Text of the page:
Thursday, July 27, 2006

New Therapy

“Good job!” Sandy told her daughter with a wide smile and strained enthusiasm. “That was a good ride, huh?” Sandy cheered on her daughter and stepped toward the horse.

“Yeah, I guess,” the thirteen-year-old girl said from atop an old brown mare. “Can you get me down now?” she sighed.

Sandy looked up at her daughter with bright eyes and a grin, but this façade was starting to show a few cracks. “Sure, honey.” With the help of the side-walker, the adolescent strained to swing one leg over the horse’s back and slid down the other side into her mother’s arms. Sandy handed the girl her cane, an ugly bare-metal crook with a four-pronged bottom. As the girl tried to hobble away, her mother yanked on the girl’s cumbersome back brace, trying to readjust it into its proper position. The daughter scolded her mother in embarrassment and struggled to get away. Sandy released her grip. The skinny girl wobbled, still unsteady on two legs and a cane. Despite her back brace, she still seemed to slouch, and her shoulders hunched over.

“That was a good job, Miranda,” said a man standing by the gate to the arena. To Miranda, he sounded just as insincere as her mother had.

“Dr. Kammerich, what are you doing here?” asked Sandy.

The doctor smiled and looked into the perpetually uncertain face of the young girl. “I need to talk to you about something. Something that might turn out to be very good news,” he addressed them both.

Miranda was tired of adults pretending to be happy around her. “Are you going to give me robot legs?” The two adults ignored her with more fake smiles and laughs. As she galloped like a snail beside them, they exchanged small talk about her progress with her equine therapy. Her mother told an embarrassing story about her first ride when she had nearly fallen off. Miranda rolled her eyes. The three reached the car and stopped. Dr. Kammerich laughed lightly. “Well, what I’ve got to tell you may change that. I’d like to start Miranda on a new therapy.”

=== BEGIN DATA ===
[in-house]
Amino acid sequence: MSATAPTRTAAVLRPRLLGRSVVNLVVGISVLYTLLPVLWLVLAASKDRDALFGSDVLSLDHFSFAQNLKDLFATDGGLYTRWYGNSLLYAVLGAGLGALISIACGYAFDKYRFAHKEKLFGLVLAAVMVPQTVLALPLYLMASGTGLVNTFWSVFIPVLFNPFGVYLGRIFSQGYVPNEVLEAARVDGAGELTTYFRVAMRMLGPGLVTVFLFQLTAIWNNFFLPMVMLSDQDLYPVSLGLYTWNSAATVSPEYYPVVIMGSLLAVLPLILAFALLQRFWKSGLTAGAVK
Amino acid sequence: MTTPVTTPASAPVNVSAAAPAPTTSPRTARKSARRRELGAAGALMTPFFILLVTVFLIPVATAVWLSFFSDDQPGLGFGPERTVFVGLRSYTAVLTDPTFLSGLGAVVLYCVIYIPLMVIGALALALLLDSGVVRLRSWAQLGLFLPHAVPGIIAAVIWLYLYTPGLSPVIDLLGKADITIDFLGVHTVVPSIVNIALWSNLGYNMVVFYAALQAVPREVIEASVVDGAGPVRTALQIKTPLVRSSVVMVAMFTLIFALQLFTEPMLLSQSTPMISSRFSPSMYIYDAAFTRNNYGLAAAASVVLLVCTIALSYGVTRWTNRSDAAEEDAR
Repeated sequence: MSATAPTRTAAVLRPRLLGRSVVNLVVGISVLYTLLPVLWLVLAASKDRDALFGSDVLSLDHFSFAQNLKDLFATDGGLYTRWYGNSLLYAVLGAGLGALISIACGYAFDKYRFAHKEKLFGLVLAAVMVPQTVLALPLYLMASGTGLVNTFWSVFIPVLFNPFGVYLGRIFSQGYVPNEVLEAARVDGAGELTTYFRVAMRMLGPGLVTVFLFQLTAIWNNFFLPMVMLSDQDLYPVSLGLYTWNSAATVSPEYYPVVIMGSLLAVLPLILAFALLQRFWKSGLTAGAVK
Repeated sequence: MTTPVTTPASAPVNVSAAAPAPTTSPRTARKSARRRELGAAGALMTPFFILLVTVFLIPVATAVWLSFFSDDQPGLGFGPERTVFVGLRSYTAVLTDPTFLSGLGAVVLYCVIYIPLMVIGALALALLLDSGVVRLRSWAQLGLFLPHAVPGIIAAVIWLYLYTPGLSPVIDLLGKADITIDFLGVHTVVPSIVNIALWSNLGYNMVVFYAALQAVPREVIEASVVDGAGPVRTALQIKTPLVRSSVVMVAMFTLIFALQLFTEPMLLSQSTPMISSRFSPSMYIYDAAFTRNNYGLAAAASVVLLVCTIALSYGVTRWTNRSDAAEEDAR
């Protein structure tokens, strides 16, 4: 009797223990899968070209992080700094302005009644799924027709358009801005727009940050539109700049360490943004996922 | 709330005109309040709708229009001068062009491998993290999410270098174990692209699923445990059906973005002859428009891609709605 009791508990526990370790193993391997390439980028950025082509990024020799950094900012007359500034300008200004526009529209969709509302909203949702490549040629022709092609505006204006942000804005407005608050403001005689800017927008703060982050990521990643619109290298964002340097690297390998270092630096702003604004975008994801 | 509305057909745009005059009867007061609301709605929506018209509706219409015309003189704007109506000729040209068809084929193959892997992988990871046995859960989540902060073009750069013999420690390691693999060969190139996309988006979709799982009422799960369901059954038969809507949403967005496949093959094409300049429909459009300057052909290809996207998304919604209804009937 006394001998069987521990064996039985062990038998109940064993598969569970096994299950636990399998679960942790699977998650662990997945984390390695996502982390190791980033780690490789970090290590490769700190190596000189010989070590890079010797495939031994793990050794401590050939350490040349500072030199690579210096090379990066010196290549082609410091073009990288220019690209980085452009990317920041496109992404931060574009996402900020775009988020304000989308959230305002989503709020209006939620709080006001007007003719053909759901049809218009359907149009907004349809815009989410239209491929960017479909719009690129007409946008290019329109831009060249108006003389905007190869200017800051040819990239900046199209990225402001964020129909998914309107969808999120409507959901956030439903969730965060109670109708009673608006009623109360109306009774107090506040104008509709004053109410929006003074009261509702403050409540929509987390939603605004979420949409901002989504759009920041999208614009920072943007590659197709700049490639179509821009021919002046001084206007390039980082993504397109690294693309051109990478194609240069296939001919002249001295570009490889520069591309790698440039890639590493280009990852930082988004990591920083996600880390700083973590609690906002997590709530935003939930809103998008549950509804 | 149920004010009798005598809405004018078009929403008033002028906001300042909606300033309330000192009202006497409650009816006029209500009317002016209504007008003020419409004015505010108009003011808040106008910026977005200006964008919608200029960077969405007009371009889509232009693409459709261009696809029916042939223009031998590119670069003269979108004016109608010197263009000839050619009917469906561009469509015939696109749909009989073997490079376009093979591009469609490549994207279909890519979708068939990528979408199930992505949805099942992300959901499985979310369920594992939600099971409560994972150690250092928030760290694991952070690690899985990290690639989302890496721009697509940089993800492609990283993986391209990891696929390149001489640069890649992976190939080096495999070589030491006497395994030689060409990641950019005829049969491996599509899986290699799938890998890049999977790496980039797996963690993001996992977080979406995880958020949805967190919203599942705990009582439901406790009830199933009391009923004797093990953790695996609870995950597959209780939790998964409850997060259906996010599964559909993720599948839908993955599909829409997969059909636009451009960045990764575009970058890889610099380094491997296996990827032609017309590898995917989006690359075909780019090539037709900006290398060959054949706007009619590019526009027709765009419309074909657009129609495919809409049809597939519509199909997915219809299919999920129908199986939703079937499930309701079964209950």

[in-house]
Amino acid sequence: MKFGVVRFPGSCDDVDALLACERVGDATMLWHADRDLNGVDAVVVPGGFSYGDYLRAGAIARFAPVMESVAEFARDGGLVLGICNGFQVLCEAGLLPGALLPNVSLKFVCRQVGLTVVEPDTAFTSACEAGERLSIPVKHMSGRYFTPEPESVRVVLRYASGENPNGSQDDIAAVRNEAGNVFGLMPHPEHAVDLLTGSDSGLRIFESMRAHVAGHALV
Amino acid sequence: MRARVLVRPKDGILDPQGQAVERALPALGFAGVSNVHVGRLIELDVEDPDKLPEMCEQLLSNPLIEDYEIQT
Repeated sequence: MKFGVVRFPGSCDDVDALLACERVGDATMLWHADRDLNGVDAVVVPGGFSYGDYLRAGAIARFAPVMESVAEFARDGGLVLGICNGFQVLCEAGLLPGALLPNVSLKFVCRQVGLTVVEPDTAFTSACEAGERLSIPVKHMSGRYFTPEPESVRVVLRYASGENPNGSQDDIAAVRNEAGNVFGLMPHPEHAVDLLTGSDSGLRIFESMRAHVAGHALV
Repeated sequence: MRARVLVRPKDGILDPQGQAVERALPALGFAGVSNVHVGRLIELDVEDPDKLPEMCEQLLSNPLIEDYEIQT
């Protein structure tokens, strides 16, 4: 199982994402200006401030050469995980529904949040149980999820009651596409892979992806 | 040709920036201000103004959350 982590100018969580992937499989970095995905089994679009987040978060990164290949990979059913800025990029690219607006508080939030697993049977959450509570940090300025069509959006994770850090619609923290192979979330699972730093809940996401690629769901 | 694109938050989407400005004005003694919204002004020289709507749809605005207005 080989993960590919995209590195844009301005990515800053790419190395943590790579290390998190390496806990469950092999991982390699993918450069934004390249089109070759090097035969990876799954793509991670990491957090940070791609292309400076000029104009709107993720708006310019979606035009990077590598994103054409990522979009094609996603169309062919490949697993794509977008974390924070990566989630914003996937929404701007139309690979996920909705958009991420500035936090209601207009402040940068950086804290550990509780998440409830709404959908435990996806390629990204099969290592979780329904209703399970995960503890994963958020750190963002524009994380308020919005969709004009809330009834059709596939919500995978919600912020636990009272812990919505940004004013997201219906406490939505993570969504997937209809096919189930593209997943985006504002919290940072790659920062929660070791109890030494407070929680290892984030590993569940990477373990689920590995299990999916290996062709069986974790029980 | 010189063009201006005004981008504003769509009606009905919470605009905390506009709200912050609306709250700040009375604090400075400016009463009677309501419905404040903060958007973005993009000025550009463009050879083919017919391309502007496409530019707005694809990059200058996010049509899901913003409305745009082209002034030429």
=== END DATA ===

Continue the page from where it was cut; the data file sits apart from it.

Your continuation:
“A new one?" Sandy was nervous. She knew how much stress these therapies were on her daughter. She hoped her already frustrated child wouldn't become even more upset. "This therapeutic riding seems to really be working, right Miranda?” Sandy said, gently tugging on her daughter’s ponytail.

“It’s better than the water therapy,” the girl said dryly. “I almost drowned, like, a thousand times.” Miranda laughed and snorted. Her mother smiled.

“Well, this therapy isn’t like that. It’s more medicinal.”

“We’re already doing the steroids once a week. And the supplements…” Sandy trailed off.

“It’s a new therapy that would preclude all the other ones.” He looked to Miranda. “You wouldn’t have to swim or ride horses or get steroids anymore.”

“That’d be cool,” Miranda said unconvinced.

“What kind of therapy is it? Why didn’t you tell us about it before?” asked Sandy. She was becoming suspicious.

“It’s a new therapy. It’s,” Dr. Kammerich hesitated, “experimental.” He knew he’d chosen the wrong word as soon as he said it.

“How experimental?”

The doctor looked from mother to child. “Miranda would be the first.”

Sandy looked down at her daughter, a thin frame leaning up against the family station wagon. Her overenthusiastic veneer fell from her face. She took Dr. Kammerich by the arm and pulled him off to the side. “I don’t want Miranda to be some guinea pig, having scientists and doctors poking and prodding her more than they already do. I don’t want her to be any more unhappy than she already is.”

“I understand your concern;” Dr. Kammerich continued, choosing his words carefully, “however, this might not just be a therapy. It could be a cure.”

“There is no cure for muscular dystrophy,” Sandy said.

Dr. Kammerich smiled. “Not yet.”

1 comment:

  1. I really like this story so far. Keep going...



Circa Now